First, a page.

I don’t expect to transact for the remainder of the year so this analysis will be very likely good for 2016.
I did a complete 2016 trade by trade review of my IRA account, which is where I do all my trading, and the remaining accounts that I manage mimic closely whatever I do in my IRA.
My total return for 2016, including cash which earned nothing, was 102%. More than satisfactory. But that is not why I did the analysis.
The ExodusPoint Partners International Fund returned 0.36% for May, bringing its year-to-date return to 3.31% in a year that's been particularly challenging for most hedge funds, pushing many into the red. Macroeconomic factors continued to weigh on the market, resulting in significant intra-month volatility for May, although risk assets generally ended the month flat. Macro Read More
I wanted to understand how I generated this return. Here is what I found.
During the year, I made exactly 10, what I call, trigger finger-stupid-dumbass-mindless-impulsive-uninformed trades. I lost money in 9 out of 10. Fortunately, and since I had no conviction in them, I got out just as quickly as I got in, thus minimizing my loss. And the tenth profitable trigger-finger trade, purely by luck, was a big winner. Still, collectively I lost money on those 10 trades.
Here are the 10 stocks that got my blood flowing in 2016: DCIX, DSX, EGLE, GLF, KRO, AT, BXE, VRS, HERO and TOPS.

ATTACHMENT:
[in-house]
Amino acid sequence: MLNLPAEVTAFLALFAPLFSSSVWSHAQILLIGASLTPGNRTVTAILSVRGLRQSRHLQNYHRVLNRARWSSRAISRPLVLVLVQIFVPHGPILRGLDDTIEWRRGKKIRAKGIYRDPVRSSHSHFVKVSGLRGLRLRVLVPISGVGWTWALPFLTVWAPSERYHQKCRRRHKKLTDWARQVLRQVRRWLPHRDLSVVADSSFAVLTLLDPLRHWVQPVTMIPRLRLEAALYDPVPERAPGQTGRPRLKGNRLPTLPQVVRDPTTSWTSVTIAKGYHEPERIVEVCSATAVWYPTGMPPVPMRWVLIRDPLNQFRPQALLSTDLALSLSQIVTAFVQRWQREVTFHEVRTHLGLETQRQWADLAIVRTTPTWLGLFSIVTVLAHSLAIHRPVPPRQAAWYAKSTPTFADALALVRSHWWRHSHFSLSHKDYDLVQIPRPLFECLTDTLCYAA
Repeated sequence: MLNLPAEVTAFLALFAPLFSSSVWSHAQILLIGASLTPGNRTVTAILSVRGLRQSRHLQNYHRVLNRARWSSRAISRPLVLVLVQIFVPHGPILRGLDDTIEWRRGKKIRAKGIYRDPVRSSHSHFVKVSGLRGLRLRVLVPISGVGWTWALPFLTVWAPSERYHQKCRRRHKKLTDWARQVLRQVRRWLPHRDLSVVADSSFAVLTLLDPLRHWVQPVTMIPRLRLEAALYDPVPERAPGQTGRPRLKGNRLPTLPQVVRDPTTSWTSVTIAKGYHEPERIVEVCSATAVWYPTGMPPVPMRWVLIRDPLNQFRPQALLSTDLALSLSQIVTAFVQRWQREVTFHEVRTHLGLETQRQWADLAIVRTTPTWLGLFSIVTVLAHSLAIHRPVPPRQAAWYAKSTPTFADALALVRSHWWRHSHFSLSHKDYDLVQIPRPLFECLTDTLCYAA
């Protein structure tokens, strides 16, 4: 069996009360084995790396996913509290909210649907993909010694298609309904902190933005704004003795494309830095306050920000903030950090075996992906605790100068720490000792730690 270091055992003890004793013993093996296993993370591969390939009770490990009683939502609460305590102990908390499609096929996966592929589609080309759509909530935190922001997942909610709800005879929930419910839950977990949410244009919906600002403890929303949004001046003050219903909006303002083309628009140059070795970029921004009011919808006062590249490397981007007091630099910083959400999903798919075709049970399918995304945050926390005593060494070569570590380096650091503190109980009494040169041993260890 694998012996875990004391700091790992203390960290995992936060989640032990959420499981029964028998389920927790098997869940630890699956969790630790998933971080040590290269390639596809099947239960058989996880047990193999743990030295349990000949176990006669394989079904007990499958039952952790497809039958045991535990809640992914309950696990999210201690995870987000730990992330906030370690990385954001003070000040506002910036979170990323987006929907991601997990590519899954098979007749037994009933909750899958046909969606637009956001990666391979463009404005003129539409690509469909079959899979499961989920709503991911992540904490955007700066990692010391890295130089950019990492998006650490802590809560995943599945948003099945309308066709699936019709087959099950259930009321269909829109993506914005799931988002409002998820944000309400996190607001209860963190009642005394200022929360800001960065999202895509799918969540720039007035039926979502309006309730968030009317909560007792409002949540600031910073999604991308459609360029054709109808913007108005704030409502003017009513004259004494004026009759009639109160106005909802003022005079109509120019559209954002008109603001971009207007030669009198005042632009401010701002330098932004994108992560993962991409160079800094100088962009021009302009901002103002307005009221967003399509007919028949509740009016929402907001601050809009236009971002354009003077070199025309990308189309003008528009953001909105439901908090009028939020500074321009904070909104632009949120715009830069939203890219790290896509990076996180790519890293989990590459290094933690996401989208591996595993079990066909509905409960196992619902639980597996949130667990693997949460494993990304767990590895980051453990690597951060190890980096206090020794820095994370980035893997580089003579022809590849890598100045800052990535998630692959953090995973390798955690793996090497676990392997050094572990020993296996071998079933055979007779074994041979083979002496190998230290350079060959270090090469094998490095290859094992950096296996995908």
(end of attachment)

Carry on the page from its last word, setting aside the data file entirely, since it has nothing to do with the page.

Other than these 10, I traded and invested in only five stocks during the year – these names I was thoroughly familiar with and have been for many years. I knew the balance sheets inside out, understood the value proposition and upside/downside.
Approximately 53% of my 102% profit was from a single stock – Ocwen. I bought it at a point where I could see no further downside in spite of the perceived risk. When a stock goes from $60 to $2, $58 of risk has been taken out of it already. This is not a case of easier said than done – it is actually quite easy to judge. I understood the story completely and therefore put a lot of my capital on it and it paid off.
The remainder 47% of profit was quite evenly divided into four other stocks – CNX, GAIA, TROX and GRBK. Here again, I knew the stories inside out and saw that a lot of risk had been taken out when I invested in them.
So what is the conclusion of this analysis? For me it is:
- Have some goddamn discipline and don’t give in to impulse – think long and hard before you press that “Buy” button. Because 90% of the time, you will lose money on uninformed trades and quite unnecessarily so. If you want to have fun and get your heart racing, go to a casino and get it out of your system.
- Continue to invest in and even trade stocks that you are intimately intimately intimately familiar with. Because knowing the value proposition allows one have the conviction to put a lot of capital at work.
- Be patient and wait for the right opportunity. This is the single most difficult thing to do but impatience is a sure way to lose money.
- To hell with diversification (or is it diworseification?) and liquidity.
I wish you all Happy Holidays!
Article by Oozing Alpha